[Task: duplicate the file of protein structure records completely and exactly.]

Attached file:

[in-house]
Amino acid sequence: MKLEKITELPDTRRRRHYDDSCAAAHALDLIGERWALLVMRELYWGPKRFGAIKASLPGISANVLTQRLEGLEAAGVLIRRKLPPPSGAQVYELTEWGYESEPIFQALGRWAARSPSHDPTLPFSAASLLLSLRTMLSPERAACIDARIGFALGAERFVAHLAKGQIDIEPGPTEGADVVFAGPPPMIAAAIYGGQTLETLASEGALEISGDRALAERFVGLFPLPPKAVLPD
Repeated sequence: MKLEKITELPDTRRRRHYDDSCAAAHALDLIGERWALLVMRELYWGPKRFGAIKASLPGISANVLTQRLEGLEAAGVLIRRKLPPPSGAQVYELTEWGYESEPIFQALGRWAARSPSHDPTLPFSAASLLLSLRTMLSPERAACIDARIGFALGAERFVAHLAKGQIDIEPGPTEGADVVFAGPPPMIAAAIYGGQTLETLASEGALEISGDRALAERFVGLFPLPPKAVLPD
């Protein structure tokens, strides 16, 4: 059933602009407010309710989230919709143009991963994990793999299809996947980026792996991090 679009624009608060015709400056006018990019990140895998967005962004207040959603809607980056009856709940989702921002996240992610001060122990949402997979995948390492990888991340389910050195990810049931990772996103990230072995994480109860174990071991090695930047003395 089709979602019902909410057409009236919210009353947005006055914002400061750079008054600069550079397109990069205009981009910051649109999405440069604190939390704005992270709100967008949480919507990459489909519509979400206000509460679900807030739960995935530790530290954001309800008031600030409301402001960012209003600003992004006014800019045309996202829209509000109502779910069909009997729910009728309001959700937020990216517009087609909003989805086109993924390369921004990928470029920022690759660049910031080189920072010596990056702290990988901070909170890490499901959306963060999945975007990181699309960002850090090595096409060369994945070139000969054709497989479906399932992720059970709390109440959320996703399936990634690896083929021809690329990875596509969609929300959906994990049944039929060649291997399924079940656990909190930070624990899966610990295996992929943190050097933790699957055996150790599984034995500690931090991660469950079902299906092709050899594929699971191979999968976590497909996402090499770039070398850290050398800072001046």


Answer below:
[in-house]
Amino acid sequence: MKLEKITELPDTRRRRHYDDSCAAAHALDLIGERWALLVMRELYWGPKRFGAIKASLPGISANVLTQRLEGLEAAGVLIRRKLPPPSGAQVYELTEWGYESEPIFQALGRWAARSPSHDPTLPFSAASLLLSLRTMLSPERAACIDARIGFALGAERFVAHLAKGQIDIEPGPTEGADVVFAGPPPMIAAAIYGGQTLETLASEGALEISGDRALAERFVGLFPLPPKAVLPD
Repeated sequence: MKLEKITELPDTRRRRHYDDSCAAAHALDLIGERWALLVMRELYWGPKRFGAIKASLPGISANVLTQRLEGLEAAGVLIRRKLPPPSGAQVYELTEWGYESEPIFQALGRWAARSPSHDPTLPFSAASLLLSLRTMLSPERAACIDARIGFALGAERFVAHLAKGQIDIEPGPTEGADVVFAGPPPMIAAAIYGGQTLETLASEGALEISGDRALAERFVGLFPLPPKAVLPD
């Protein structure tokens, strides 16, 4: 059933602009407010309710989230919709143009991963994990793999299809996947980026792996991090 679009624009608060015709400056006018990019990140895998967005962004207040959603809607980056009856709940989702921002996240992610001060122990949402997979995948390492990888991340389910050195990810049931990772996103990230072995994480109860174990071991090695930047003395 089709979602019902909410057409009236919210009353947005006055914002400061750079008054600069550079397109990069205009981009910051649109999405440069604190939390704005992270709100967008949480919507990459489909519509979400206000509460679900807030739960995935530790530290954001309800008031600030409301402001960012209003600003992004006014800019045309996202829209509000109502779910069909009997729910009728309001959700937020990216517009087609909003989805086109993924390369921004990928470029920022690759660049910031080189920072010596990056702290990988901070909170890490499901959306963060999945975007990181699309960002850090090595096409060369994945070139000969054709497989479906399932992720059970709390109440959320996703399936990634690896083929021809690329990875596509969609929300959906994990049944039929060649291997399924079940656990909190930070624990899966610990295996992929943190050097933790699957055996150790599984034995500690931090991660469950079902299906092709050899594929699971191979999968976590497909996402090499770039070398850290050398800072001046």